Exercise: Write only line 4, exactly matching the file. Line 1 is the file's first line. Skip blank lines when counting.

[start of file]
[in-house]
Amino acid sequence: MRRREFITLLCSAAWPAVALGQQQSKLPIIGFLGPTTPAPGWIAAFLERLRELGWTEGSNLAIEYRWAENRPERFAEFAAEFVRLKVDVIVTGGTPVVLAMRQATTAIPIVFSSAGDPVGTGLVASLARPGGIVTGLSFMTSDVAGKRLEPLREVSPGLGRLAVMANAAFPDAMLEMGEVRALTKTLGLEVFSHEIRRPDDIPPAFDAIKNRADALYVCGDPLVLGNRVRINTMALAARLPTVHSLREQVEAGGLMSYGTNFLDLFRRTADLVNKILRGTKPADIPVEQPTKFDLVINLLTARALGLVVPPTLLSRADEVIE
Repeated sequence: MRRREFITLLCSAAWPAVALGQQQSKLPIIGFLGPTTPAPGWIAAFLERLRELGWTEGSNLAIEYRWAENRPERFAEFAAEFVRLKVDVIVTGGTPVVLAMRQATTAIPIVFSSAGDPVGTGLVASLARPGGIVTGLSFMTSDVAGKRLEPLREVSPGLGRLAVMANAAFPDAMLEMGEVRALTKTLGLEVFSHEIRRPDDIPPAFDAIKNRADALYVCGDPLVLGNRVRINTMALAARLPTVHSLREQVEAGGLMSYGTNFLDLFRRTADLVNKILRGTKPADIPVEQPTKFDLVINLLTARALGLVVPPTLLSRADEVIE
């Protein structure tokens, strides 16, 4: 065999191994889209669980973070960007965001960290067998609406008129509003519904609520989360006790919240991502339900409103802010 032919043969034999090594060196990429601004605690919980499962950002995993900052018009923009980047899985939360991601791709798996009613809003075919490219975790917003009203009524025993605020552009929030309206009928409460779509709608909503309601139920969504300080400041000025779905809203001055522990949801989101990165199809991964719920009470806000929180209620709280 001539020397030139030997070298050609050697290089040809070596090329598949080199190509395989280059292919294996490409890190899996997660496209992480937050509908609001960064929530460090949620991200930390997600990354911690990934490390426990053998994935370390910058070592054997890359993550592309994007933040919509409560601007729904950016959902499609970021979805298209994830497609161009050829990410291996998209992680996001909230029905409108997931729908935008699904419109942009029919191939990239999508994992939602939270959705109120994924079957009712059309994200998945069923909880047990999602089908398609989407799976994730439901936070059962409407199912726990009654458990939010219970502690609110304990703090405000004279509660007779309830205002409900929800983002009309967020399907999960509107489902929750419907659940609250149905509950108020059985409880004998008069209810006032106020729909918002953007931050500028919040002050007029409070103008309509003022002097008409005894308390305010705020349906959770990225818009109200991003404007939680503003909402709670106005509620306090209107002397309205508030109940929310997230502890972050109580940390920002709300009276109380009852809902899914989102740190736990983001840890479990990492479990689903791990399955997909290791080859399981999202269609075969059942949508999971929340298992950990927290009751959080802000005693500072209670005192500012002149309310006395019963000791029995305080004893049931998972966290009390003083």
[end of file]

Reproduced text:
């Protein structure tokens, strides 16, 4: 065999191994889209669980973070960007965001960290067998609406008129509003519904609520989360006790919240991502339900409103802010 032919043969034999090594060196990429601004605690919980499962950002995993900052018009923009980047899985939360991601791709798996009613809003075919490219975790917003009203009524025993605020552009929030309206009928409460779509709608909503309601139920969504300080400041000025779905809203001055522990949801989101990165199809991964719920009470806000929180209620709280 001539020397030139030997070298050609050697290089040809070596090329598949080199190509395989280059292919294996490409890190899996997660496209992480937050509908609001960064929530460090949620991200930390997600990354911690990934490390426990053998994935370390910058070592054997890359993550592309994007933040919509409560601007729904950016959902499609970021979805298209994830497609161009050829990410291996998209992680996001909230029905409108997931729908935008699904419109942009029919191939990239999508994992939602939270959705109120994924079957009712059309994200998945069923909880047990999602089908398609989407799976994730439901936070059962409407199912726990009654458990939010219970502690609110304990703090405000004279509660007779309830205002409900929800983002009309967020399907999960509107489902929750419907659940609250149905509950108020059985409880004998008069209810006032106020729909918002953007931050500028919040002050007029409070103008309509003022002097008409005894308390305010705020349906959770990225818009109200991003404007939680503003909402709670106005509620306090209107002397309205508030109940929310997230502890972050109580940390920002709300009276109380009852809902899914989102740190736990983001840890479990990492479990689903791990399955997909290791080859399981999202269609075969059942949508999971929340298992950990927290009751959080802000005693500072209670005192500012002149309310006395019963000791029995305080004893049931998972966290009390003083």